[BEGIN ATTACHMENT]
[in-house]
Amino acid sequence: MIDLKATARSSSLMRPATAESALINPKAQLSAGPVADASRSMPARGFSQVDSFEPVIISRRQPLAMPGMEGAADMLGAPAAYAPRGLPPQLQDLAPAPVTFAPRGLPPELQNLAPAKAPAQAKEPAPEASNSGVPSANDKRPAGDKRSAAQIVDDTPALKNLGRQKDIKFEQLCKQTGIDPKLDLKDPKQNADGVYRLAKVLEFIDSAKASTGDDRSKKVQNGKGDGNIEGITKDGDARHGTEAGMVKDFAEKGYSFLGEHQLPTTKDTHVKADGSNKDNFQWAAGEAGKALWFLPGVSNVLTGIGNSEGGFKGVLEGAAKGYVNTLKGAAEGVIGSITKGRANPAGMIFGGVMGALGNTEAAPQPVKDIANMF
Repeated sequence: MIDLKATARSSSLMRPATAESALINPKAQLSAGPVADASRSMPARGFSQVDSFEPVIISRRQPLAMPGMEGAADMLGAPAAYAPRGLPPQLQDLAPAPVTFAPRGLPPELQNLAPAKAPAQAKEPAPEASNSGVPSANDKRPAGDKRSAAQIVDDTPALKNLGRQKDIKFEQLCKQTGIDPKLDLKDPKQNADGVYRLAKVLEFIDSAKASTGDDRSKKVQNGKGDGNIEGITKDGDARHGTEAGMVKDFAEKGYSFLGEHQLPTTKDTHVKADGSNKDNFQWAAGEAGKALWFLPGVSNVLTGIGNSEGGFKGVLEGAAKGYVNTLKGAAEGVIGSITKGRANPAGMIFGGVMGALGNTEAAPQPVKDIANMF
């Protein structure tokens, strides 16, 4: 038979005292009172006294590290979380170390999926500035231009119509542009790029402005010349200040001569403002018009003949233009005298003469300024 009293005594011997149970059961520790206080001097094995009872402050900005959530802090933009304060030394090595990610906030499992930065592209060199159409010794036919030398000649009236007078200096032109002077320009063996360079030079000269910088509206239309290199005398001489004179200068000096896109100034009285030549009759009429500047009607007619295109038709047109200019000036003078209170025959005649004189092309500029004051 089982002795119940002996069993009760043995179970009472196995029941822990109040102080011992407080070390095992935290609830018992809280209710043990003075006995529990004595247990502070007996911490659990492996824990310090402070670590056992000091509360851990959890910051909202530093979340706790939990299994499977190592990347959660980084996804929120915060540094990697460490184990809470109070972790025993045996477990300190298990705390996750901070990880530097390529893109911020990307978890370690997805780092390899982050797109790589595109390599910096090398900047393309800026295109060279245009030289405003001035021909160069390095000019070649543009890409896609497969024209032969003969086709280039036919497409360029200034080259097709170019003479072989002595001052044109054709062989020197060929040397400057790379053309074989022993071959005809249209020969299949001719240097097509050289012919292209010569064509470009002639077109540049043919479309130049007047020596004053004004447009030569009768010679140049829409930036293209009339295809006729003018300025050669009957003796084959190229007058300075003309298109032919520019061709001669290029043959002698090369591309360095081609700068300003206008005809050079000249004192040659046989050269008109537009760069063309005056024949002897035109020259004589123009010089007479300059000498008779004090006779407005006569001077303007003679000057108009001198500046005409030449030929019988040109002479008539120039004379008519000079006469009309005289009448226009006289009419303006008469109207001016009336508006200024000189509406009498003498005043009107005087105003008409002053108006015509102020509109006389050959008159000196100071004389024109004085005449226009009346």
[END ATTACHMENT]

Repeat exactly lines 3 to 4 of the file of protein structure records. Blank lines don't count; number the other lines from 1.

Repeated sequence: MIDLKATARSSSLMRPATAESALINPKAQLSAGPVADASRSMPARGFSQVDSFEPVIISRRQPLAMPGMEGAADMLGAPAAYAPRGLPPQLQDLAPAPVTFAPRGLPPELQNLAPAKAPAQAKEPAPEASNSGVPSANDKRPAGDKRSAAQIVDDTPALKNLGRQKDIKFEQLCKQTGIDPKLDLKDPKQNADGVYRLAKVLEFIDSAKASTGDDRSKKVQNGKGDGNIEGITKDGDARHGTEAGMVKDFAEKGYSFLGEHQLPTTKDTHVKADGSNKDNFQWAAGEAGKALWFLPGVSNVLTGIGNSEGGFKGVLEGAAKGYVNTLKGAAEGVIGSITKGRANPAGMIFGGVMGALGNTEAAPQPVKDIANMF
């Protein structure tokens, strides 16, 4: 038979005292009172006294590290979380170390999926500035231009119509542009790029402005010349200040001569403002018009003949233009005298003469300024 009293005594011997149970059961520790206080001097094995009872402050900005959530802090933009304060030394090595990610906030499992930065592209060199159409010794036919030398000649009236007078200096032109002077320009063996360079030079000269910088509206239309290199005398001489004179200068000096896109100034009285030549009759009429500047009607007619295109038709047109200019000036003078209170025959005649004189092309500029004051 089982002795119940002996069993009760043995179970009472196995029941822990109040102080011992407080070390095992935290609830018992809280209710043990003075006995529990004595247990502070007996911490659990492996824990310090402070670590056992000091509360851990959890910051909202530093979340706790939990299994499977190592990347959660980084996804929120915060540094990697460490184990809470109070972790025993045996477990300190298990705390996750901070990880530097390529893109911020990307978890370690997805780092390899982050797109790589595109390599910096090398900047393309800026295109060279245009030289405003001035021909160069390095000019070649543009890409896609497969024209032969003969086709280039036919497409360029200034080259097709170019003479072989002595001052044109054709062989020197060929040397400057790379053309074989022993071959005809249209020969299949001719240097097509050289012919292209010569064509470009002639077109540049043919479309130049007047020596004053004004447009030569009768010679140049829409930036293209009339295809006729003018300025050669009957003796084959190229007058300075003309298109032919520019061709001669290029043959002698090369591309360095081609700068300003206008005809050079000249004192040659046989050269008109537009760069063309005056024949002897035109020259004589123009010089007479300059000498008779004090006779407005006569001077303007003679000057108009001198500046005409030449030929019988040109002479008539120039004379008519000079006469009309005289009448226009006289009419303006008469109207001016009336508006200024000189509406009498003498005043009107005087105003008409002053108006015509102020509109006389050959008159000196100071004389024109004085005449226009009346």